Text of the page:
Jesus Creed

One of the issues permeating the question of why there are world religions has to do with the massive diversity in the world and — to be blunt about it all — the “luck” or “chance” involved in some hearing the gospel or being nurtured in a more favorable environment. Interestingly enough, Origen thought about this intensely and Gerald McDermott, in chp 8 of God’s Rivals, has a full sketch of Origen’s interesting ideas.
This is our last post on McDermott’s book (the conclusion summarizes and points out areas of value for today). What’s next? Two more books: N.T. Wright, Surprised by Hope::Rethinking Heaven, the Resurrection, and the Mission of the Church, and Randy Balmer, God in the White House.
Origen, some of you may know, was eventually considered a heretic. In spite of this, there has been a fairly wide scale theological appropriation of Origen and a recognition that Origen’s speculative ideas, the ones that got him in trouble (and some of them in the concern of this book), were experimental and not ones he taught as gospel truth. Origen always taught his own submission to the Church.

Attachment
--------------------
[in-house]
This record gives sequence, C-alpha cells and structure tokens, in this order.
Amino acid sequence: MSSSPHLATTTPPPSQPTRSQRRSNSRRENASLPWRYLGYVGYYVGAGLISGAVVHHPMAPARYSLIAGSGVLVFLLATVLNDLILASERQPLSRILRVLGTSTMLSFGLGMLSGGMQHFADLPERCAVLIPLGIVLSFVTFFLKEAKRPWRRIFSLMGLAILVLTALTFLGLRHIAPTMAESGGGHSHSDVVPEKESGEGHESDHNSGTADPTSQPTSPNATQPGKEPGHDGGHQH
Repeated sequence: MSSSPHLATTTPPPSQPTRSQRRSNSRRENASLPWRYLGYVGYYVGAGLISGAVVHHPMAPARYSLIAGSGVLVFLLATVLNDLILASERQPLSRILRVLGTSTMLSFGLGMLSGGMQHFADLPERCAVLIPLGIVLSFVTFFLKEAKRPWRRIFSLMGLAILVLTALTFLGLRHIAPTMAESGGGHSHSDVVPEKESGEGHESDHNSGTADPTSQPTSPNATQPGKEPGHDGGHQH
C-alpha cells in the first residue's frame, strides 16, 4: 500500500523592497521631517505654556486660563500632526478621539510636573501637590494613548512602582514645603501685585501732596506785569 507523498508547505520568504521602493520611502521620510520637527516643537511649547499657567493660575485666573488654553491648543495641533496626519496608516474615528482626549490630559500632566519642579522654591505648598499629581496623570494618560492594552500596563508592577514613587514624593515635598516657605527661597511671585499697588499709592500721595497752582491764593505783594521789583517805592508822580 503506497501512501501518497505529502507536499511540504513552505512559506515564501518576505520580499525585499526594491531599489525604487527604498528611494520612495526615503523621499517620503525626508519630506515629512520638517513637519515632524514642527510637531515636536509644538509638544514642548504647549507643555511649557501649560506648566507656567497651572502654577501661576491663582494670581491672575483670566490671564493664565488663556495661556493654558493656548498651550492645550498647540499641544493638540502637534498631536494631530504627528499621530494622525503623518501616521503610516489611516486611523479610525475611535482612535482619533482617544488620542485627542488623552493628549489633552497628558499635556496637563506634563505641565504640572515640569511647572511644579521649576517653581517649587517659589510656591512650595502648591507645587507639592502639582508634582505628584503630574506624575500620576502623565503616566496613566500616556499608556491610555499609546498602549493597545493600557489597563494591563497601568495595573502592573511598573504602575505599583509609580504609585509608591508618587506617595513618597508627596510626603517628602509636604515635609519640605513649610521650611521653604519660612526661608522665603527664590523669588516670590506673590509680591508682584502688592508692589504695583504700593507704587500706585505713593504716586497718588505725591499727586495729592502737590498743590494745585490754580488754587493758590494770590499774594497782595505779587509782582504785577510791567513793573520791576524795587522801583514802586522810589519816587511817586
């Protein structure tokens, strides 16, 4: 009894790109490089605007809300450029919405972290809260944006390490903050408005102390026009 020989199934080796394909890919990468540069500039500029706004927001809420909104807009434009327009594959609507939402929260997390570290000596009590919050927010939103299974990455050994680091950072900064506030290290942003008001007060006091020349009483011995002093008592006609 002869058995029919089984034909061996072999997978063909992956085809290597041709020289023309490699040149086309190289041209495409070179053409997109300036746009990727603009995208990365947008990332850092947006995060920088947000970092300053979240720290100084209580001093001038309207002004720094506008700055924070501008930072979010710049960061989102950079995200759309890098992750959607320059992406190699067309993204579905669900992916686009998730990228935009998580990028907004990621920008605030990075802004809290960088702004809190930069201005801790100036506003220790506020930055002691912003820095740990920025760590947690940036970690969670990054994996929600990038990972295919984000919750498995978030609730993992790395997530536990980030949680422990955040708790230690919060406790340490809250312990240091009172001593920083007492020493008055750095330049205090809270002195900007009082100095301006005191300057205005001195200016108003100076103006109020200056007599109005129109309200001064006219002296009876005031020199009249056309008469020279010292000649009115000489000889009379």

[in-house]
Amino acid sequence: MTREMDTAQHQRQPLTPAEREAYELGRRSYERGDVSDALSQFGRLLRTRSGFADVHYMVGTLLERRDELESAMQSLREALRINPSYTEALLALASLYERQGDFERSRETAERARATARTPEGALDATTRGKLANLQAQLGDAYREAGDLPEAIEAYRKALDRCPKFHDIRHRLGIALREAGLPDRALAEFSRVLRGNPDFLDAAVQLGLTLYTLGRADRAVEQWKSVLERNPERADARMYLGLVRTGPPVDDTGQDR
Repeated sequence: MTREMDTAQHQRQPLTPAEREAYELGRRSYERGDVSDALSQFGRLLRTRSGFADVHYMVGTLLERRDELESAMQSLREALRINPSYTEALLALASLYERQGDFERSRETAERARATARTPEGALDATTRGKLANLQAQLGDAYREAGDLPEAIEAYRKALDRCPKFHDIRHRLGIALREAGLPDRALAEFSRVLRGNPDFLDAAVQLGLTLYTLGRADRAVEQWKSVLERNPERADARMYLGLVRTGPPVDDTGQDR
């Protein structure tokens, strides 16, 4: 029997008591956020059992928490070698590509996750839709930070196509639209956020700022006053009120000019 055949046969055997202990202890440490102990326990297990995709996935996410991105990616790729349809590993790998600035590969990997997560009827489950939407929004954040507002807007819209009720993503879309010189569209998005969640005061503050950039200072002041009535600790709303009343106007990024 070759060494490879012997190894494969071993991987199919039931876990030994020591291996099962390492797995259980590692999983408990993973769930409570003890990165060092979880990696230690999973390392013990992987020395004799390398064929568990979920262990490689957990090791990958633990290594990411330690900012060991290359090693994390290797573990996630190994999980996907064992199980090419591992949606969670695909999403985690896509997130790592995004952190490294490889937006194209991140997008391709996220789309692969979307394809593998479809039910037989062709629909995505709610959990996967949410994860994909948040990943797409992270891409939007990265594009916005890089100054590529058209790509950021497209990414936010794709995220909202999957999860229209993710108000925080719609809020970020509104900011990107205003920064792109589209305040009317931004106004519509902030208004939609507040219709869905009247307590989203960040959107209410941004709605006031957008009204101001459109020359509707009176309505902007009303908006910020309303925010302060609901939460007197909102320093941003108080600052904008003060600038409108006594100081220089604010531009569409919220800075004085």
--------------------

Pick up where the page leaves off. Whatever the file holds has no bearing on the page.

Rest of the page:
Origen comes of age theologically in an age of intense religious pluralism so he makes for a great example for McDermott’s study.
1. Study of the religions is only for the mature according to Origen.
2. The religions prepare others and the world to receive the gospel.
3. The issue facing Origen’s world was why all the diversity; and the world was perceived to be filled with angels and spirits and demons.
Now his big ideas:
4. Origen believed in preexistence where everything was equal and free and where everyone sinned and where everyone was assigned to his or her status in this world and there are four big ones:
a. Archangels — least sinful
b. Angels — next in line
c. Humans
d. Demons
5. Thus, everything about this diverse world is rooted in the merits and demerits of preexistence and thus the entire world is just.
6. Everyone and everything remains free to change; God’s grace remains open; eventually all may be restored to union with God. (Origen is the first to hint at universalism, but Origen’s ideas were speculative and rejected as inconsistent with the gospel and rule of faith.)
7. Yet, God remains providentially in control. Origen’s ideas are seemingly compatibilist.
8. World religions are shaped by angels who did not convert to Christ and who lead those under them, extending to entire nations (a common view in the ancient world), astray. But those led astray are in that condition according to their own merits and demerits.
Can we learn from him?
Religious diversity, McDermott contends, emerges in part for spiritual reasons. Religions need to be respected as spiritual powers and they can be preparations for the gospel.

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